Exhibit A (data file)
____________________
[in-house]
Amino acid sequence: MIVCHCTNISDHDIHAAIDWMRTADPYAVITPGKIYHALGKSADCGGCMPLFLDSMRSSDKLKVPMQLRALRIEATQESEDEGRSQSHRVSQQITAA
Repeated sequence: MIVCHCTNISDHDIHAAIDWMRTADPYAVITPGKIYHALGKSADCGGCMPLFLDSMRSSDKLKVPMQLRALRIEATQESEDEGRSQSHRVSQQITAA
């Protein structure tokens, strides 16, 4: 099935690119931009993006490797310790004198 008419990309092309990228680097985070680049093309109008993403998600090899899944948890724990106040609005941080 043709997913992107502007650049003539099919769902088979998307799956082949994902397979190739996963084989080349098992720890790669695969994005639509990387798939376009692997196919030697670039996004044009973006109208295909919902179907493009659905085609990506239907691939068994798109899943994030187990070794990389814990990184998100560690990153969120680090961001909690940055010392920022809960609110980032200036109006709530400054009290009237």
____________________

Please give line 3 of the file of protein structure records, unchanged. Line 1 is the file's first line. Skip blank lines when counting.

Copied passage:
Repeated sequence: MIVCHCTNISDHDIHAAIDWMRTADPYAVITPGKIYHALGKSADCGGCMPLFLDSMRSSDKLKVPMQLRALRIEATQESEDEGRSQSHRVSQQITAA